Usec, a uranium enrichment company spun off the Department of Energy in 1992, announced it will declare bankruptcy next quarter.

The American Centrifuge Project. Source: UsecIn a release Monday, the company said it will restructure its debt and force a significant loss on current stock holders. Note holders that own $530 million of the company's debt will likely receive new bonds totaling $200 million, plus most of the newly issued common stock. Investors Toshiba and Babcock & Wilcox would receive 16 percent of the new equity, while existing stockholders would receive 5 percent of the new common stock. Usec said it continues to negotiate with Toshiba and B&W on their part of the deal. Once the restructuring is complete, Usec's board of directors will be replaced.

The company ran the DOE's Paducah Gaseous Diffusion Plant, which stopped operations earlier this year. It had planned to continue providing the only enrichment services in the country controlled by a U.S. company at its American Centrifuge Project in Piketon, Ohio. That endeavor has been in limbo, though, after initially being denied a $2 billion DOE loan guarantee in 2009. Since then, the agency has funded a research and demonstration project to continue development of the centrifuge technology, which is significantly more efficient than the method used at Paducah.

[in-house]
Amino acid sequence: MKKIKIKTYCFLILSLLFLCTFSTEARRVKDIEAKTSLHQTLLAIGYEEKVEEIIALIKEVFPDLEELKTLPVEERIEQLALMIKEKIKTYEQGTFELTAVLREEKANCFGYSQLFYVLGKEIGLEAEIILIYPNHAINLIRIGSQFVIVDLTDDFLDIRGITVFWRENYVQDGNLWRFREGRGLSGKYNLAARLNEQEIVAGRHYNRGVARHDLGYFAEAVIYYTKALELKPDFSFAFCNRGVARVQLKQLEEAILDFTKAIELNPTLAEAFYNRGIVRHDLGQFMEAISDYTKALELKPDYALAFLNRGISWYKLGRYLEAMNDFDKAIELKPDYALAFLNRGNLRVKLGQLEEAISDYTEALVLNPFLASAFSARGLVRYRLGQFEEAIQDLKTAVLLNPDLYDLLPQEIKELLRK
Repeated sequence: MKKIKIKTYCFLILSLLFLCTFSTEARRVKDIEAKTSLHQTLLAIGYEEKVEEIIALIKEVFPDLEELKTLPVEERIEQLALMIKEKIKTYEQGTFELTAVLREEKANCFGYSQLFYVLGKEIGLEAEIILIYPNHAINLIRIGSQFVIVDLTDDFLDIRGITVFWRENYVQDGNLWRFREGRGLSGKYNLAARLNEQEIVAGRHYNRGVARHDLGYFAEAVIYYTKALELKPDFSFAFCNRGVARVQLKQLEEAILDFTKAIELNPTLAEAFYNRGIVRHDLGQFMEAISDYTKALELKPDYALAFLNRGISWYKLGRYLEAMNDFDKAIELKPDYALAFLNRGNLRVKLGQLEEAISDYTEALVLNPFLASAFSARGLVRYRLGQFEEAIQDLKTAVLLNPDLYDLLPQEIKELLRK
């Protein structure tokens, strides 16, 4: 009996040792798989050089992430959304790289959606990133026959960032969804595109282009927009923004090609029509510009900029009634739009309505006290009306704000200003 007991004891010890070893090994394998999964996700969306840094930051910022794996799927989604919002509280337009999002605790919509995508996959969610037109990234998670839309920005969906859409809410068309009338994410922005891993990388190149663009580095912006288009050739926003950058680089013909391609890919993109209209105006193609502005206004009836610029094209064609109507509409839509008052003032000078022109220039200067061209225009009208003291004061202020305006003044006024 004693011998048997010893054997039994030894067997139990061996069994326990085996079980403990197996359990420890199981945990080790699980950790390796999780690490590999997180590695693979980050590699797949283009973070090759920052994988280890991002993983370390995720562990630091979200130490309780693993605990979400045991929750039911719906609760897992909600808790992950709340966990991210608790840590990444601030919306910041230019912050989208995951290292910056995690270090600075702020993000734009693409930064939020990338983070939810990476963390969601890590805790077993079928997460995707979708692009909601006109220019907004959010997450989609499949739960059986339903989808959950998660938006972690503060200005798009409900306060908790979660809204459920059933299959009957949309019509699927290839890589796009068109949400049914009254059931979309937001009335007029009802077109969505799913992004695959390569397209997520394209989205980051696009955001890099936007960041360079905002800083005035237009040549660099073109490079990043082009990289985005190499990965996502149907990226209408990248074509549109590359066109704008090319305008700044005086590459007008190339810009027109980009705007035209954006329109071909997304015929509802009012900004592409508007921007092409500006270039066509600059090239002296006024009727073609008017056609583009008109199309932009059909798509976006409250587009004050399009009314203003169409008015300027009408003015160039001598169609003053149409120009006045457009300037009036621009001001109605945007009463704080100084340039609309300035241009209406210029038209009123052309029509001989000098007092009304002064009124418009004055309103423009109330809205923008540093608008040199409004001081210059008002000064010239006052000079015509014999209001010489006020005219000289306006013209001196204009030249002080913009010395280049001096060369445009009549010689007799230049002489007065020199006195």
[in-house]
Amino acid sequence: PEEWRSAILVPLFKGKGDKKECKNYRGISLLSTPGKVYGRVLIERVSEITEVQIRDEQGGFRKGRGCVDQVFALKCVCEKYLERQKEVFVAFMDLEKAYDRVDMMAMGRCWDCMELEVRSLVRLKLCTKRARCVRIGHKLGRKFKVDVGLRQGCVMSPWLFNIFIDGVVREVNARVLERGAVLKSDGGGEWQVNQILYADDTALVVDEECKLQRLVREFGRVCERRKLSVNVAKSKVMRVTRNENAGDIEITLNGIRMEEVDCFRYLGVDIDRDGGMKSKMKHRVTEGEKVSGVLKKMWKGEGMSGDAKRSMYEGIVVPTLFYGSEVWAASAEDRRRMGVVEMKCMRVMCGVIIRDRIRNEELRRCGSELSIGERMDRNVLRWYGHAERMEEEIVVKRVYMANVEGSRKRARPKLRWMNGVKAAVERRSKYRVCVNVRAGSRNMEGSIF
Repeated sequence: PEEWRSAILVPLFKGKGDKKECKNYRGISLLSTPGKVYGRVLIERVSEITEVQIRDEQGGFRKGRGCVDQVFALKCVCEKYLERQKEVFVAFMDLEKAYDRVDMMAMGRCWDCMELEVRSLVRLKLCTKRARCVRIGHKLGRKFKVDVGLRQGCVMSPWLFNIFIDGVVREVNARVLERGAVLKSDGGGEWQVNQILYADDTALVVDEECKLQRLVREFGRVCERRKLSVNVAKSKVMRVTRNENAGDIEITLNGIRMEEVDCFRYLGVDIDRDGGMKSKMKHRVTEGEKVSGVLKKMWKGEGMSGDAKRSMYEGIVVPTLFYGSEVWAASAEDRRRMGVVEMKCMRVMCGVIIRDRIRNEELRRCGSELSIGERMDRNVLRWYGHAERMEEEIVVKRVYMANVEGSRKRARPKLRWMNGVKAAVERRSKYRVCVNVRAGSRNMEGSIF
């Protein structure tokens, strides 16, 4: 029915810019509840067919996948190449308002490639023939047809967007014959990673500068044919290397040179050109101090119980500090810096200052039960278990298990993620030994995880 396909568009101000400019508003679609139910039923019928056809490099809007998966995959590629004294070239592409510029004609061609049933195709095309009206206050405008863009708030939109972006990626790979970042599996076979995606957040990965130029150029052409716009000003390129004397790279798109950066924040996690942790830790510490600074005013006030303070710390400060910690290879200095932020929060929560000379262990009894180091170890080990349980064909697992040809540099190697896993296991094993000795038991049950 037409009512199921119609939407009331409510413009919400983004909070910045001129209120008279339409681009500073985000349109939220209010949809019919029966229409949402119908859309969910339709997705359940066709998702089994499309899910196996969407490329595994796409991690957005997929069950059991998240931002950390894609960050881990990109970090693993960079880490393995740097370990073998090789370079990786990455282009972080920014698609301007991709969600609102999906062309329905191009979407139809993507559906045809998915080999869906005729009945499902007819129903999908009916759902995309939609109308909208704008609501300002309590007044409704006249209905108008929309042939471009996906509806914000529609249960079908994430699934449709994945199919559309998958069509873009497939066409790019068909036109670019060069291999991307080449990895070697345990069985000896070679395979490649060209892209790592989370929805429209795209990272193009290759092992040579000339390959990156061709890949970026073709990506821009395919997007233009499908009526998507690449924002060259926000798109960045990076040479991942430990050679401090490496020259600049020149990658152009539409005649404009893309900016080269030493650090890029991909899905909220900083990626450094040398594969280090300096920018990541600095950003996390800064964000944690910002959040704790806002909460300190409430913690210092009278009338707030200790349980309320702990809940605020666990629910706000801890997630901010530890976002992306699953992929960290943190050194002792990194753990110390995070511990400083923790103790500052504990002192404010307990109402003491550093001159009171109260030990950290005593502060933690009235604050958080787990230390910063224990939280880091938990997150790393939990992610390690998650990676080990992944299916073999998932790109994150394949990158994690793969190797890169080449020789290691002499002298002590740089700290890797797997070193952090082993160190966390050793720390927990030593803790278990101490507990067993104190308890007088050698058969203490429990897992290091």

It's unclear what effect the bankruptcy will have on the congressional support critical to American Centrifuge. In its announcement, Usec said it plans to continue the research project after the reorganization.